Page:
Cheddar Cheese Spread:
1 0z (110g) Cheddar cheese, grated
2 - 3 hardboiled eggs, finely chopped
1 tblsp mayonnaise
1 tblsp. thick yogurt
1 tblsp. fresh mixed herbs, chopped: chives, parsley, tarragon
seasoning to taste
Put everything into a bowl and mix well (works even better in a food processor). Chill and use as a spread.
Tip: Save your leftover bits of hard cheese and grate up. Use these for this dish and keep the rest for using as toppings to cauliflower cheese, pizzas etc.
Blend together one measure of milk with two measures of thick (Greek) yogurt and add a few Stilton cheese crumbs. The more cheese the tastier it will get. Season to taste. Use with salads, white fish, and topping for cauliflower cheese.
Home-made Curd Cheese:
1 pint (575ml) milk
2 tblsp. dried milk powder
1 dessp rennet essence
Heat the milk to blood heat*. Stir in the dried milk powder. Stir to dissolve then remove from heat. Stir in the rennet. Leave to stand until set. Cut through into squares with a knife, you will see the whey beginning to separate out. Tip all into a large sieve lined with clean muslin which is standing over a basin. Tie up the corners of the muslin to make a bag and hang this up to drip into the basin until the whey has drained off. The bag can be left hanging overnight
Nest day remove the cheese from the bag and place in a covered bowl. It will keep in the fridge for a few days.
* The way I test for blood heat is to dip my CLEAN little finger into the milk and when it feels neither hot nor cold to any degree (in other words I can't feel anything as it is the same temperature as me) then it is at blood heat.
Note: Use curd cheese with cooked spinach to make a vegetarian filling for lasagne, or ravioli.
Tips: If you have no muslin, line a sieve or colander with several layers of kitchen paper (a clean, boiled J.cloth also works well) and leave to stand for at least 24 hours until all the whey has drained off.
Use the whey when breadmaking instead of water, or you can make it up to milk again by adding dried milk powder.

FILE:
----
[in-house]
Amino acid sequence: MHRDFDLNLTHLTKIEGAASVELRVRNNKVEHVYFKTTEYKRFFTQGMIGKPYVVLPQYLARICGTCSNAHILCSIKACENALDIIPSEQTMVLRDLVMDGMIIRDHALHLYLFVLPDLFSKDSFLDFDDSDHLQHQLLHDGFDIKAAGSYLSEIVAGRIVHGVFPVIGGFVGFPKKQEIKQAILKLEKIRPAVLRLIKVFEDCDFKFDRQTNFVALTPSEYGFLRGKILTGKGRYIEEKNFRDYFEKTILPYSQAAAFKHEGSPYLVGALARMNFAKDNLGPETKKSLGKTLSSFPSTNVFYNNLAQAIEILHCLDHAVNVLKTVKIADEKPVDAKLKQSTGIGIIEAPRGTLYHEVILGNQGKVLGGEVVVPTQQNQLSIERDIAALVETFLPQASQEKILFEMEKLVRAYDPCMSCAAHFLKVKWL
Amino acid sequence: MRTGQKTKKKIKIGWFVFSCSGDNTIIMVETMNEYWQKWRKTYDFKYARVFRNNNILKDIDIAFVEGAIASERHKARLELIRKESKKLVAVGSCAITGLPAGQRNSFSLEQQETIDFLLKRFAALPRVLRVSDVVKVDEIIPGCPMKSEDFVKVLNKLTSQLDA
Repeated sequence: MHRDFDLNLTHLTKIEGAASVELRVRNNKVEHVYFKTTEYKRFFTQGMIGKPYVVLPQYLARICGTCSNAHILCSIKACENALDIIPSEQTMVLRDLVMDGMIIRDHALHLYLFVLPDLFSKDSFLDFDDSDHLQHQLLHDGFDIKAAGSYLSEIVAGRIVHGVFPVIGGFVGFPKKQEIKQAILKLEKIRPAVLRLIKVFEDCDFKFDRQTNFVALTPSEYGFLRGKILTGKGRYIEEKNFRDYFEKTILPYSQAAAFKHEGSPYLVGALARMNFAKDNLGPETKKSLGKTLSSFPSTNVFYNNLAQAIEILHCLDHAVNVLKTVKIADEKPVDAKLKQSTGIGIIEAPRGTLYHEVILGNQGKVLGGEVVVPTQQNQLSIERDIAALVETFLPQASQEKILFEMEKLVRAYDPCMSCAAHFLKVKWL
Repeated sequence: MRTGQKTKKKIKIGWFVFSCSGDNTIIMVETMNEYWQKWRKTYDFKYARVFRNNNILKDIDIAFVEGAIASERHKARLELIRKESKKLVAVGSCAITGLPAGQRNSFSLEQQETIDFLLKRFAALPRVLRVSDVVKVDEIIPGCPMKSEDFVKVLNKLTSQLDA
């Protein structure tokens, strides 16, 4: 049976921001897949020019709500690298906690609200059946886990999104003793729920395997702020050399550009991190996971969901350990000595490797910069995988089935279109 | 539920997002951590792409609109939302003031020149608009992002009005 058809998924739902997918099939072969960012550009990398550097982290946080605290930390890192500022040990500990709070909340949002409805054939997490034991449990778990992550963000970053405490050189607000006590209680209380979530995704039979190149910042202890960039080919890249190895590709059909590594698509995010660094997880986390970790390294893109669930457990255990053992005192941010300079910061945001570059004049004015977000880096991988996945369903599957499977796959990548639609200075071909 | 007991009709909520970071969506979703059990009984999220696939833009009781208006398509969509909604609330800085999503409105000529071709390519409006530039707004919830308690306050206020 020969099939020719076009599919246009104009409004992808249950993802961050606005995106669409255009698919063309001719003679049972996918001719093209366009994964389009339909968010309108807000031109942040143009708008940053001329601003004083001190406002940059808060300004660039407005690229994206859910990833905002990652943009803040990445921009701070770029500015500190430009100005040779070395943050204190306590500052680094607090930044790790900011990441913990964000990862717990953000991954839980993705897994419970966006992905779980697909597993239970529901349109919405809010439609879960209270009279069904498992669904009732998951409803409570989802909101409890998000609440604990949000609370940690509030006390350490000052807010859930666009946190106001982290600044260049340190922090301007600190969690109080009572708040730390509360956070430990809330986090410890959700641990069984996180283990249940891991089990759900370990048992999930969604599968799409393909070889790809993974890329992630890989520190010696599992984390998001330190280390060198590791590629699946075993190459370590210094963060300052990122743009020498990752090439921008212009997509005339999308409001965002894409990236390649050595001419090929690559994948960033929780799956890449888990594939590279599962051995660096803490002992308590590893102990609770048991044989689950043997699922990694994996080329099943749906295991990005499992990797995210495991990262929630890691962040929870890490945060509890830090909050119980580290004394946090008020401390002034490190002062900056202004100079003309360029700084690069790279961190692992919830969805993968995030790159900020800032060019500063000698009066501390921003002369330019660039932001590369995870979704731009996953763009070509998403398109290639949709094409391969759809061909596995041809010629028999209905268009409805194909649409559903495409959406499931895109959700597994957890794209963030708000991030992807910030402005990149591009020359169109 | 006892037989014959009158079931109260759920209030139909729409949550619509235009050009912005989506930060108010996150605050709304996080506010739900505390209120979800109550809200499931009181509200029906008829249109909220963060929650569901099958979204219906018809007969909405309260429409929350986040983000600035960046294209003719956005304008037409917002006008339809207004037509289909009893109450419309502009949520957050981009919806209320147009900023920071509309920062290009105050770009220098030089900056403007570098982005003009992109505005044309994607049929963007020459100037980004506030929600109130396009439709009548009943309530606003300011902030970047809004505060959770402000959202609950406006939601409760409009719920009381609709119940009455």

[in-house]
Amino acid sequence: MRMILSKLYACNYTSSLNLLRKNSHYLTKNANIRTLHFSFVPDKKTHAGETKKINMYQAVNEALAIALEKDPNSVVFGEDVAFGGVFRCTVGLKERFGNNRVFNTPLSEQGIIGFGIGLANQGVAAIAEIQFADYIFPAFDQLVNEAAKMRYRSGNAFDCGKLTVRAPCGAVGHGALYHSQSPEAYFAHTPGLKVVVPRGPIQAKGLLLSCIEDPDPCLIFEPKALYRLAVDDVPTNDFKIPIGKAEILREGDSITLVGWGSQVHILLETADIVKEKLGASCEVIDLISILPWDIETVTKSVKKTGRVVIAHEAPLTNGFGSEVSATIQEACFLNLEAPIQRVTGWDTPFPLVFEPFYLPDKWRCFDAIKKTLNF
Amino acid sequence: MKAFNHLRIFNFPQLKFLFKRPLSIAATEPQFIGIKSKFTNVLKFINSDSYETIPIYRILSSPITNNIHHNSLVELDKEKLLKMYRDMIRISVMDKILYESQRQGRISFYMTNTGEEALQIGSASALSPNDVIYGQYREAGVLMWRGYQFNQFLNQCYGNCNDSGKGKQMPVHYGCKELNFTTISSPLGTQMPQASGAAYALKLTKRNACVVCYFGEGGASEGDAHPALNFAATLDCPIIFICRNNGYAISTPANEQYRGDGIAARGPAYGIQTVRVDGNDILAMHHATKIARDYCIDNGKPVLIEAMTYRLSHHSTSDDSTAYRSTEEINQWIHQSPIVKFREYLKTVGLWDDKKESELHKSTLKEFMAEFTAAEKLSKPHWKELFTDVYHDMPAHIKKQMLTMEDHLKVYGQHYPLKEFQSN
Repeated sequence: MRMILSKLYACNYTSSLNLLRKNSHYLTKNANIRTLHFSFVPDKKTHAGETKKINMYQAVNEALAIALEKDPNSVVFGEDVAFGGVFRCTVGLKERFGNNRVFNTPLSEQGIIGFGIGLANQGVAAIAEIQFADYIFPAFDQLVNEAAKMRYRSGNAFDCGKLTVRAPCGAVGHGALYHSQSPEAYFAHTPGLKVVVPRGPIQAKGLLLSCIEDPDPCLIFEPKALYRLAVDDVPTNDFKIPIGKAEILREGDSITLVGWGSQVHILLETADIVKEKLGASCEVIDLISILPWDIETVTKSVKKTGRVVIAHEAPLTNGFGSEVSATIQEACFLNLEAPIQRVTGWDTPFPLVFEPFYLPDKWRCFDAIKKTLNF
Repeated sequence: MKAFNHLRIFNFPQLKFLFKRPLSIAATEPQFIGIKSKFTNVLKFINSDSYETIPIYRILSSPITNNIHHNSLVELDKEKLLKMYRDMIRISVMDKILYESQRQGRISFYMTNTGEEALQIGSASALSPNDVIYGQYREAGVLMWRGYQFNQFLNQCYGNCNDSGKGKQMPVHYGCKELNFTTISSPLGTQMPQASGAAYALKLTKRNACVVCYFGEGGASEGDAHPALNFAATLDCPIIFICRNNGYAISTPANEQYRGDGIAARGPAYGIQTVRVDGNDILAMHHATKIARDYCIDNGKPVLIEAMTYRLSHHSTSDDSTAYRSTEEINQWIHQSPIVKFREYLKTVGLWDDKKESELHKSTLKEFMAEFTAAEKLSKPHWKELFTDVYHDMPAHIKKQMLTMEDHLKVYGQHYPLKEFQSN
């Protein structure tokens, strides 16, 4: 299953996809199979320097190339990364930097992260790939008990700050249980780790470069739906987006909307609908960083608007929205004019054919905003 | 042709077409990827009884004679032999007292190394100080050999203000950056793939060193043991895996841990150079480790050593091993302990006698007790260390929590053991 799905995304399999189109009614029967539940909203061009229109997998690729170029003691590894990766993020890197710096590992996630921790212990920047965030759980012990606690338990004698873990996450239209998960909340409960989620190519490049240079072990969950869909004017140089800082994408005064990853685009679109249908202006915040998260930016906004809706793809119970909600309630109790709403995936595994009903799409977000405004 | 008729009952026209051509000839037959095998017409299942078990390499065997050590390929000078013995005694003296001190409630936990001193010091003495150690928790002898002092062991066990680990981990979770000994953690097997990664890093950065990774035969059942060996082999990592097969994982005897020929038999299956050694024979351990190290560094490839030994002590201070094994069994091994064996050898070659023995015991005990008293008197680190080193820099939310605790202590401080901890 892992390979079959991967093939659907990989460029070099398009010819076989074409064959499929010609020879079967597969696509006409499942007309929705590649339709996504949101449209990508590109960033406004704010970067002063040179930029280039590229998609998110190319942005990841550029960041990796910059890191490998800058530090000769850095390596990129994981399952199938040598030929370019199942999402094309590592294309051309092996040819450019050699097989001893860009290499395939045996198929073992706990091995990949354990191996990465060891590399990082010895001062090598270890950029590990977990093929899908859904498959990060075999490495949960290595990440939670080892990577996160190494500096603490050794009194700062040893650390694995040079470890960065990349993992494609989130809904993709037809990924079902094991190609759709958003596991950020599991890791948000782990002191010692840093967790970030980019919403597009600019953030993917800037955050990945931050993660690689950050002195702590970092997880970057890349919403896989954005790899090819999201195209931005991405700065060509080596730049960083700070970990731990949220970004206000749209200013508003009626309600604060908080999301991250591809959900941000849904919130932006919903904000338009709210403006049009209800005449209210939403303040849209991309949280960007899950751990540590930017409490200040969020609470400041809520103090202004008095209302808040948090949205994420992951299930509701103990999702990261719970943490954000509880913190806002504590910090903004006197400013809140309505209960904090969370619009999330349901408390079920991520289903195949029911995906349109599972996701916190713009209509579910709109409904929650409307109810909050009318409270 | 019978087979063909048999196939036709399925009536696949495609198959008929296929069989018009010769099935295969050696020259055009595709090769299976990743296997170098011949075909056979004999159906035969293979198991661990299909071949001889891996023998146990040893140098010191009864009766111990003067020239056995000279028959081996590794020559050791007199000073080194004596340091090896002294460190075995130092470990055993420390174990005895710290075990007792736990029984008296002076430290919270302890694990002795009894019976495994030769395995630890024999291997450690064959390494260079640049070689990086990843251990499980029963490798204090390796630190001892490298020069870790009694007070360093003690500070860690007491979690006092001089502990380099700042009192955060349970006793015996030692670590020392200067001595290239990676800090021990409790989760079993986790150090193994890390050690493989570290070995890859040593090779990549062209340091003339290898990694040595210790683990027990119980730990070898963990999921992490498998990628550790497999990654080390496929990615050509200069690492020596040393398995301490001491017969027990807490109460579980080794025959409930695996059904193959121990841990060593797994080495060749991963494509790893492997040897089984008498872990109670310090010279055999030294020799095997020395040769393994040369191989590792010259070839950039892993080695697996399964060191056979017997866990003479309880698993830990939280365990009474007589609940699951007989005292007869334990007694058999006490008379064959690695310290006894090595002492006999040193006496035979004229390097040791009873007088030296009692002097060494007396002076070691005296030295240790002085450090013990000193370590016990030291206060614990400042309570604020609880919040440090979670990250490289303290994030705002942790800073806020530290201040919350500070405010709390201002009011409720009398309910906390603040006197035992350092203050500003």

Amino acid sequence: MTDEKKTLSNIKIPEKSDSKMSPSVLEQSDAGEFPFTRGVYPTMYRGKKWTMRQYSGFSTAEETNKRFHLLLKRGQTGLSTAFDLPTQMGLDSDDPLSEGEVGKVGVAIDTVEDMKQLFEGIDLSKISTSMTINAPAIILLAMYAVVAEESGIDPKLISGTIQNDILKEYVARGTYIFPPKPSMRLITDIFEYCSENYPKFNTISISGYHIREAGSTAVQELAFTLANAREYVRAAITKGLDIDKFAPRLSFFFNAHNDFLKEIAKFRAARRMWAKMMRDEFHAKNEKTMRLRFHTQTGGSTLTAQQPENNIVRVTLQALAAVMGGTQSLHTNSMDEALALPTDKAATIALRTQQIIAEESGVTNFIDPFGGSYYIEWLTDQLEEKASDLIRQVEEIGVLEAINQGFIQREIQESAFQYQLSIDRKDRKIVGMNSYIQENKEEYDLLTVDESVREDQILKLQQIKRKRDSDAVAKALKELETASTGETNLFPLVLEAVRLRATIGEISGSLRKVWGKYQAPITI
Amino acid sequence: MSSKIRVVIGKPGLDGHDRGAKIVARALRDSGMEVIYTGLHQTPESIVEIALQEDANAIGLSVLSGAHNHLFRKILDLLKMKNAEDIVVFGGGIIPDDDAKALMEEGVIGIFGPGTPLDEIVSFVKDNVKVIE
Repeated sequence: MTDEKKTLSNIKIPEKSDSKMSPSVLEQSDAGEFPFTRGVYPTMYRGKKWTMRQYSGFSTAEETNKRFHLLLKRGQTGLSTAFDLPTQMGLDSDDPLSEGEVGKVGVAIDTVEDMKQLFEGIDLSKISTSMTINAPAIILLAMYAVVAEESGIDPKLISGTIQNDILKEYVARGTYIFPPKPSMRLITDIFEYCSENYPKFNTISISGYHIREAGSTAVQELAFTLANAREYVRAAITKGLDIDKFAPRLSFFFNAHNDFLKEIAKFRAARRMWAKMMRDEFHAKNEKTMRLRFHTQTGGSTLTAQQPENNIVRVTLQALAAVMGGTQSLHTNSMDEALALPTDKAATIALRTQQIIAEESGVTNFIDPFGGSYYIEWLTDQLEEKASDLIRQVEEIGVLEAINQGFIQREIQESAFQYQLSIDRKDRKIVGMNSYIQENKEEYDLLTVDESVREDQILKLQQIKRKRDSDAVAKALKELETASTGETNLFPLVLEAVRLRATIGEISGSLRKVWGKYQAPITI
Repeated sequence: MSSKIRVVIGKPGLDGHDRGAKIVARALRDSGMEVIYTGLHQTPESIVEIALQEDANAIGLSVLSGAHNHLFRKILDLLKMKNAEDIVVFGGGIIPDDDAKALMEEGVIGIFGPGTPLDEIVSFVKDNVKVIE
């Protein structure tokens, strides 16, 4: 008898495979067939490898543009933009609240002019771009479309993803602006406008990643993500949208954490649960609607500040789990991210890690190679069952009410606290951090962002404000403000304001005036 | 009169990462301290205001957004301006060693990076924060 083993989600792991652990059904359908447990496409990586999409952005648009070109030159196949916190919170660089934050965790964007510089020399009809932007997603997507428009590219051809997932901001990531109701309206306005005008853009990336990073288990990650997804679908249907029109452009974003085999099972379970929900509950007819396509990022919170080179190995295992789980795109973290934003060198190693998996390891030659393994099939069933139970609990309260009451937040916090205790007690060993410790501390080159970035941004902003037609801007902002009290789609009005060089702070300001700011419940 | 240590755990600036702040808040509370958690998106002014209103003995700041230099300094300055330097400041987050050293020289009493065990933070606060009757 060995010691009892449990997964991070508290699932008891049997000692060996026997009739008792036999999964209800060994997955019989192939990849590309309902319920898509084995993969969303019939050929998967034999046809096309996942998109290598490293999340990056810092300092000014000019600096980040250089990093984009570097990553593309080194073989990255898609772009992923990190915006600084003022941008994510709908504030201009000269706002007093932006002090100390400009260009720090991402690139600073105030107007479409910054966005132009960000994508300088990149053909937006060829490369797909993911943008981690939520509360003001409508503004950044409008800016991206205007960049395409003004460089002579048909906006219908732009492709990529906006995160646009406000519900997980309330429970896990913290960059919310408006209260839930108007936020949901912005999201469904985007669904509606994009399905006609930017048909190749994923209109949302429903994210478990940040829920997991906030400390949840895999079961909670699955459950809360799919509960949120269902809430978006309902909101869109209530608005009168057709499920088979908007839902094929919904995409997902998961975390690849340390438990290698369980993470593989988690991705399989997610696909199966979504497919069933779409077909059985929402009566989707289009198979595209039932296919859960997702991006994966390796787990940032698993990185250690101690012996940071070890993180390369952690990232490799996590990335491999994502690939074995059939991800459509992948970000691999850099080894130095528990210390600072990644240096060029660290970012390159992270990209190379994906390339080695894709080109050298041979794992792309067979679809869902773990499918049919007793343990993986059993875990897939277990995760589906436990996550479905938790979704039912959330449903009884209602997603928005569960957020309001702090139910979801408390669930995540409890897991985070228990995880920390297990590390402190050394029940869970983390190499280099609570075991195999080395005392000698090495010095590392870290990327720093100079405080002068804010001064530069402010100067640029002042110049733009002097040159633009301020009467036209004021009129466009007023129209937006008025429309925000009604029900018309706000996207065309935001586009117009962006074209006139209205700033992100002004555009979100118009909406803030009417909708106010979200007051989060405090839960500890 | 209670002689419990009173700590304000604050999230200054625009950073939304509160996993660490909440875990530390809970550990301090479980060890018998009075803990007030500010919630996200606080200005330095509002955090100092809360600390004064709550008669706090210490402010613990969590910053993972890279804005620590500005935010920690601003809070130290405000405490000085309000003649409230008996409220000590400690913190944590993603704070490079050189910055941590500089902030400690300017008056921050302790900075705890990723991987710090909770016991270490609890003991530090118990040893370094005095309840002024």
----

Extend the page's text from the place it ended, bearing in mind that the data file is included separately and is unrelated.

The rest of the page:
The following is a traditional Russian Easter dessert which is normally made in a clay flowerpot lined with muslin. To improvise use a large yogurt carton pierced with holes around the sides and the base.
For general (other than festive) eating, this could be made in any container which has holes sides and base - make your own using an ice-cream carton or a plastic container for which you have no other use.
12 oz (350g) curd or cottage cheese, well drained
2 0z (50g) unsalted butter, softened
1 oz (25g) EACH: glace cherries, flaked almonds and candied peel
2 oz (50g) sultanas
2 egg yolks**
2 oz (50g) vanilla sugar*
1 tblsp. thick yogurt
Mash up the cheese or rub through a sieve and work in the butter. Chop the cherries and add them to the cheese with the almonds, peel and sultanas. Beat the eggs and sugar together and fold into the mixture. Stir in the yogurt and blend everything together gently using a wooden spoon. Pour into the chosen container which has been lined with a couple or so layers of muslin, fold the cloth over the cheese and place on a plate or fitted piece of plastic, and place over a heavy weight (about 3 lbs). Stand on an upturned saucer in a dish (to keep the base out of any whey that drips out) and chill for at least 8 hours, preferably overnight.
To serve, unmould and turn out onto a clean dish. Remove cloth and decorate with extra almonds and cherries.
**Note this uses raw egg yolks, so I have to give the standard warning of using very fresh eggs (those bought stamped with a lion are salmonella free), and do not feed the dessert to the very young or very old.
Tip: *make your own vanilla sugar by burying used vanilla pods into tubs of caster sugar. Alternatively add a few drops of vanilla extract (not essence) when making up the dessert.